The Church of St Peter & St Paul, Alyesford,
lies on the northern side of the High Street, opposite Station Road,
overlooking the ford across the River Medway. It is probably at this ford
that Hengist and Horsa are said to have been victorious at the Battle of
∆gelesthrep (Aylesford) in 455, paving the way for the creation of the
Jutish kingdom of Kent. Possibly a Saxon chapel existed here before the
stone Norman church was built, probably in the early twelfth century.
The earliest remaining part of the present building is
the lower part of the Norman tower. The church consists of two similarly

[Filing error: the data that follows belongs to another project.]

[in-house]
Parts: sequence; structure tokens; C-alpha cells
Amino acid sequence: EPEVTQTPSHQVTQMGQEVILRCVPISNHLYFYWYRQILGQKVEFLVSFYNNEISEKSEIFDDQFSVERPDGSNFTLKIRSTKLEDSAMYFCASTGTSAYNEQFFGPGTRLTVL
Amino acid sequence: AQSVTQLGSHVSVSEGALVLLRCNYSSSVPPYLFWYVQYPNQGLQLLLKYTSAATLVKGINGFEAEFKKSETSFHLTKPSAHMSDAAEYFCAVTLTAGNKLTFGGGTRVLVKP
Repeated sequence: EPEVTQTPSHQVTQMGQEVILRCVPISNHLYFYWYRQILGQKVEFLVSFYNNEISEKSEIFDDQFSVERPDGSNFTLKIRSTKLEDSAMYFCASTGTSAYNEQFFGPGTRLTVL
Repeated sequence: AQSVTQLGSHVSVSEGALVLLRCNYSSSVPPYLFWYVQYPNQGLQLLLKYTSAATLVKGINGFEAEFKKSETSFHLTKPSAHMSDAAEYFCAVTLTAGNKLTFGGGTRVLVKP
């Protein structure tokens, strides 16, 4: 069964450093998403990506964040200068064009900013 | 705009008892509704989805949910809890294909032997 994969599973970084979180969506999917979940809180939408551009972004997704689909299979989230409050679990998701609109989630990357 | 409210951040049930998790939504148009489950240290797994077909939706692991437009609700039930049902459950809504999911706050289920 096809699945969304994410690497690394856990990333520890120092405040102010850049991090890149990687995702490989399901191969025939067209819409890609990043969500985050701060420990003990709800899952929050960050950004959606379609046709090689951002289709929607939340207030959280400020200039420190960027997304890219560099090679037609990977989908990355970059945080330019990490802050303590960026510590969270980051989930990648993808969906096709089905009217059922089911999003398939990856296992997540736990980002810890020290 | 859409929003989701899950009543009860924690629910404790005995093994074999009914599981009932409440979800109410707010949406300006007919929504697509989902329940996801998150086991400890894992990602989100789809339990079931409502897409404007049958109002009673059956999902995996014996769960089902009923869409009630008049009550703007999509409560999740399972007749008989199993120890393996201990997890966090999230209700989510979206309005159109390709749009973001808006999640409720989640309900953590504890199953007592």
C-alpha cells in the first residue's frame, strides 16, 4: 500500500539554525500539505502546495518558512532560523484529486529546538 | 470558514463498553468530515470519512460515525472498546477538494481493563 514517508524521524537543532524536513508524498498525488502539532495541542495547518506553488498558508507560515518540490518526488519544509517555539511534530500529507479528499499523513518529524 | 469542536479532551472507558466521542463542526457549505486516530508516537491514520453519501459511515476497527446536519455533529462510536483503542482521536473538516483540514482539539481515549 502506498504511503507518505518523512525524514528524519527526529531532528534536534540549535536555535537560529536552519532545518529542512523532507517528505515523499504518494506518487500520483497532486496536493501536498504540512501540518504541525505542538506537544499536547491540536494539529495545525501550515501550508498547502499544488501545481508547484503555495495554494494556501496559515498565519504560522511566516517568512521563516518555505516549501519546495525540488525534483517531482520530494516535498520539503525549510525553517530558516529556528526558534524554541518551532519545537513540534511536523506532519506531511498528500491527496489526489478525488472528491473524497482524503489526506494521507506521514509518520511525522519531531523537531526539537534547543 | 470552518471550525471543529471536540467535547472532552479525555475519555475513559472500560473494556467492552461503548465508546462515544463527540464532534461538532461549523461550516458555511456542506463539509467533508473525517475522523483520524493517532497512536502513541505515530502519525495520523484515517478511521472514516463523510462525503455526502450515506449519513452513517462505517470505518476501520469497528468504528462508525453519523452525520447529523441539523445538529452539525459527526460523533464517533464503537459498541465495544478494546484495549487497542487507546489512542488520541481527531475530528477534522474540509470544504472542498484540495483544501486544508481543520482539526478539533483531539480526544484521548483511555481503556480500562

proportioned naves with their chancels, which are separated by fourteenth
century pillars, the naves having more slender fifteenth century pillars.
Restorations were carried out in 1851, and later in 1878 by Henry Arthur
Brassey (1840-1891), who also restored the tower and bells in 1885. All
the stained glass is Victorian. The organ dates from 1865.
The Church in Eccles (Methodist Church) is on
the western side of Bull Lane, just above the junction with Cork Street.
The name of this small village, 'Eccles', derives from the Latin word
'ecclesia', meaning church, suggesting that a post-Roman Christian
community existed in the village after the Roman withdrawal and into the
Jutish-Saxon period in Kent. Eccles church, whose date of construction
is unknown, serves as a sister to the nearby Burham Methodist Church.